Klaus and Jensen say the gopher tortoise highlights a key weakness in the Endangered Species Act: It’s focused on preventing humans from making changes that harm rare animals, but it doesn’t recognize that not doing things — like conducting controlled burns — can also be a problem.
For example, gopher tortoises need sandy areas where light reaches the ground to grow native grasses and warm the cold-blooded turtles. A landowner could easily force out gopher tortoises — even if they were classified as endangered — by simply allowing trees to grow so close together that the ground is mostly shaded.
“Doing nothing and letting it grow into thick pine doesn’t count, even though tortoises would move out, so it’s legal,” Klaus said. “That’s what we really fear.”
Jensen said his experience working with flatwoods salamander was that some timber companies stopped allowing him to survey for the animal on their land once it was listed as threatened under the Endangered Species Act, because they were afraid they’d have to stop a certain common tree-planting method. He said he’s concerned something similar would happen if the gopher tortoise is listed, even though cutting timber around the animal is fine as long as loggers steer clear of burrows.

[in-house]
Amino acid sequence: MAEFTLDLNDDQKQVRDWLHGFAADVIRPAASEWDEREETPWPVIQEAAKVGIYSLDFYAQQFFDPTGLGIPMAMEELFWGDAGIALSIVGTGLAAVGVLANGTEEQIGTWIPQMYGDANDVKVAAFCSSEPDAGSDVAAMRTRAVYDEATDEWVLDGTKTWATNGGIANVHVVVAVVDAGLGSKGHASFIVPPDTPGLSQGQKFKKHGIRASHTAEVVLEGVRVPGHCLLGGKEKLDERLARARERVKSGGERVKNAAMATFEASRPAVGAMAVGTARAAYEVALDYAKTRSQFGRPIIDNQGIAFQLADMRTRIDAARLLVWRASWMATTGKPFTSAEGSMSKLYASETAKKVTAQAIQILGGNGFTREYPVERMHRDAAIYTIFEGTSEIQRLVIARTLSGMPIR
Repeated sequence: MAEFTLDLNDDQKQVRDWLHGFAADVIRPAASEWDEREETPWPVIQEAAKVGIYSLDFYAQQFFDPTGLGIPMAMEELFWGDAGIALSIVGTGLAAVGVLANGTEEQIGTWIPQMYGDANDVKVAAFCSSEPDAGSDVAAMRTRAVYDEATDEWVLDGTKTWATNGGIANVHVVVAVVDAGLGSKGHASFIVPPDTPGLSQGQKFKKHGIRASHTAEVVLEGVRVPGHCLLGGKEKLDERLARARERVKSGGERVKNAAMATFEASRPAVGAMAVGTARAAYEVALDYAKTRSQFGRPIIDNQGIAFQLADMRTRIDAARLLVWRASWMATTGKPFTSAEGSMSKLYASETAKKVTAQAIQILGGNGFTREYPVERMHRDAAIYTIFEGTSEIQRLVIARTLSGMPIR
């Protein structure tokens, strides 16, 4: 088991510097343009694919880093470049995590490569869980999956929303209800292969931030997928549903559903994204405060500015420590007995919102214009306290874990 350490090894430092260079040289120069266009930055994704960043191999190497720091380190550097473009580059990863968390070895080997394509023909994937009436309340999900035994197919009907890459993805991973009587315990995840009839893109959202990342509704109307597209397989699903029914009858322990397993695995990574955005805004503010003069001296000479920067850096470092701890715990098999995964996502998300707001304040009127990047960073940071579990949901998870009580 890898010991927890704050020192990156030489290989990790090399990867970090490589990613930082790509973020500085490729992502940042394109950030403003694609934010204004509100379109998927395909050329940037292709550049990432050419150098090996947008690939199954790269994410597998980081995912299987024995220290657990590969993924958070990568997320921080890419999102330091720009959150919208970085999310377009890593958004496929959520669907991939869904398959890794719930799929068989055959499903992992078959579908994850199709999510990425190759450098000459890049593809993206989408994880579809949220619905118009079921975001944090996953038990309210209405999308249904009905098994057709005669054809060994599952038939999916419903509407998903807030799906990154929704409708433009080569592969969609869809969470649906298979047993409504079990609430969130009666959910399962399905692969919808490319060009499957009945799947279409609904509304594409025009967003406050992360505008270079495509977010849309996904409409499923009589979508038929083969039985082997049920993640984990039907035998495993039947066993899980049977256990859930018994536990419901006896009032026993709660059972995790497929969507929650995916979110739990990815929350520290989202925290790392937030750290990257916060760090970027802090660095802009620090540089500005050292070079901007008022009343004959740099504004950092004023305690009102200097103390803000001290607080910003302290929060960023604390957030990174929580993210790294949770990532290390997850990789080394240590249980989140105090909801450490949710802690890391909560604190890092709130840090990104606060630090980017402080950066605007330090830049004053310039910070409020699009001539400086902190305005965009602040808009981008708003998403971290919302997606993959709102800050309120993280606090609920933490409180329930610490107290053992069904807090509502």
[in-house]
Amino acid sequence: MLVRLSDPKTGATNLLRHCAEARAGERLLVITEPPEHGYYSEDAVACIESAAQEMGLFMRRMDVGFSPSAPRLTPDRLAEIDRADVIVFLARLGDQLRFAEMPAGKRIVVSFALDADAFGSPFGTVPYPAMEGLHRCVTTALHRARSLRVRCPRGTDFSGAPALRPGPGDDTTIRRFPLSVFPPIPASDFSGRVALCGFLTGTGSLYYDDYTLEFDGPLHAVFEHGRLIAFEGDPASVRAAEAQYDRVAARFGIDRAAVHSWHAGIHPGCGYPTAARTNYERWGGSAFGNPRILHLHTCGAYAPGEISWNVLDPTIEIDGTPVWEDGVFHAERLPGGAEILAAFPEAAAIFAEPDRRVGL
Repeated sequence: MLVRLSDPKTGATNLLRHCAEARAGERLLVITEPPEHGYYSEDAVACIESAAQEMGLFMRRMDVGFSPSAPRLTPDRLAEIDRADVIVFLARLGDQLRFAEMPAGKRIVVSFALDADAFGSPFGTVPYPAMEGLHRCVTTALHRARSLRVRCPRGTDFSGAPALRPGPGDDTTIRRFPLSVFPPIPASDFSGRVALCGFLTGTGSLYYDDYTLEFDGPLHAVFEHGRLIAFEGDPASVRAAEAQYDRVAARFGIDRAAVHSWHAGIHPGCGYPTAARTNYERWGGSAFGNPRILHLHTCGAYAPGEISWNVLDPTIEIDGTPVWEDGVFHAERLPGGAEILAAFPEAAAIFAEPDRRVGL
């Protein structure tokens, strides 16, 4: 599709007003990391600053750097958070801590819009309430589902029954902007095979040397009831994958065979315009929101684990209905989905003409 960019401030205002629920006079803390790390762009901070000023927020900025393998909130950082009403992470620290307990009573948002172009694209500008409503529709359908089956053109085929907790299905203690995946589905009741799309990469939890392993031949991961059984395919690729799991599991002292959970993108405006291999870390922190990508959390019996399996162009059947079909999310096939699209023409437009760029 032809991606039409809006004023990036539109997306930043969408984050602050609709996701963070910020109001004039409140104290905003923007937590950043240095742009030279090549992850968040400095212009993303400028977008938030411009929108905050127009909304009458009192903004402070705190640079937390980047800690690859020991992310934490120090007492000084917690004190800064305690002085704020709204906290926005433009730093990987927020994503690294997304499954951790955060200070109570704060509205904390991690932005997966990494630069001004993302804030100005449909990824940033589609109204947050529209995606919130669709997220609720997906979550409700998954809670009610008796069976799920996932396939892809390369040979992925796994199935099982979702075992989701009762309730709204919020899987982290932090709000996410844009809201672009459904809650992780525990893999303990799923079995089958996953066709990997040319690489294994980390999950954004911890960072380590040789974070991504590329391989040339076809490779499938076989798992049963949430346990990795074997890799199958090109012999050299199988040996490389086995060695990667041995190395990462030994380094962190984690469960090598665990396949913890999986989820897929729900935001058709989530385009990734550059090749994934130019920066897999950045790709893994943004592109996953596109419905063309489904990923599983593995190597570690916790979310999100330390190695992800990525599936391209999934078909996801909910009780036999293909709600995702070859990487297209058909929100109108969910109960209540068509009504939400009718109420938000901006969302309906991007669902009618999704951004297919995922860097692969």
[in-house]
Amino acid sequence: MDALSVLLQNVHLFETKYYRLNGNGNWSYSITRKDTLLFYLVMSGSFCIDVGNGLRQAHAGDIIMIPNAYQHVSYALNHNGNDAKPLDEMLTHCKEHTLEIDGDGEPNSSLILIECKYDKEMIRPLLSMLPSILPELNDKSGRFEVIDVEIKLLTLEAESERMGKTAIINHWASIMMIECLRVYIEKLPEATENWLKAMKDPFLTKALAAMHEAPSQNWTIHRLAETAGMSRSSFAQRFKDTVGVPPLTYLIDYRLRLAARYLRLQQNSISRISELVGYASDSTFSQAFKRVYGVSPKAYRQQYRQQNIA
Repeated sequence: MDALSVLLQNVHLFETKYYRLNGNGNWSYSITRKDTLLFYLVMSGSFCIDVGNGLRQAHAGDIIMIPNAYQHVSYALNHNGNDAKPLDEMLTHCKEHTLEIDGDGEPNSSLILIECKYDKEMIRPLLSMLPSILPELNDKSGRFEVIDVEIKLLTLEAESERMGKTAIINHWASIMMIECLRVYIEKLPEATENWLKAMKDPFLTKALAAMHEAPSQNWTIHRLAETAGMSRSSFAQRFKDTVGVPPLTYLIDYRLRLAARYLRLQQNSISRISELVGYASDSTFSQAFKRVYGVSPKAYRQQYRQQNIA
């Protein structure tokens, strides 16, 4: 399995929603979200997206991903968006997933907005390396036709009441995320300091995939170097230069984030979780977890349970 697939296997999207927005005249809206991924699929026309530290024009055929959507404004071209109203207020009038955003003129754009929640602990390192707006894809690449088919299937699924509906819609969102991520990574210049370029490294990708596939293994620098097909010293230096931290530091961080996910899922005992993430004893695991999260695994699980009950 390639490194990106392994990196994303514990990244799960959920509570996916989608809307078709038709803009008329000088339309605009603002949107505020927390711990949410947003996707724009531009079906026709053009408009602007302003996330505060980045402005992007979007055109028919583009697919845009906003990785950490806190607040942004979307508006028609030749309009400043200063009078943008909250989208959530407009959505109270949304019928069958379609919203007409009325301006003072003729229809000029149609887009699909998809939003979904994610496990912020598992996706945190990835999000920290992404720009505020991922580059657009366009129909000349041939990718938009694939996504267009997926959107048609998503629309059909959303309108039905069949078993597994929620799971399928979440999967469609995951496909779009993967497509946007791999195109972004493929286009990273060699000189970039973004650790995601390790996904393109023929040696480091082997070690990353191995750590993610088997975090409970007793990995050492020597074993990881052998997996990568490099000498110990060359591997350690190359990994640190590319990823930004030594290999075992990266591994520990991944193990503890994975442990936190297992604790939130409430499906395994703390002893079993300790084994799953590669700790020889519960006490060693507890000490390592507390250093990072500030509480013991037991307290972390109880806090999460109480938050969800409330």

So Georgia wildlife officials have joined other states, private industry and the U.S. Fish and Wildlife Service in drafting a new conservation strategy for the tortoise, to try to revive its population enough to keep it off the list.
The listing decision probably won’t be made for at least three years, but the conservation strategy will be finished next year, allowing quicker progress, said Matt Hinderliter, the lead gopher tortoise biologist for the service.
“I’ve never been involved in such a wide-ranging strategy in so many different states” for a single species, he said.
The tortoise has been federally listed as threatened in its western range (Louisiana, Mississippi and parts of Alabama) since 1987. Despite those years of experience, scientists are still trying to pinpoint how large a viable gopher tortoise population must be and how much space it needs. Broad agreement on this and on other key practices, such as the best ways to move and release tortoises, could speed up the species’ recovery, Hinderliter said.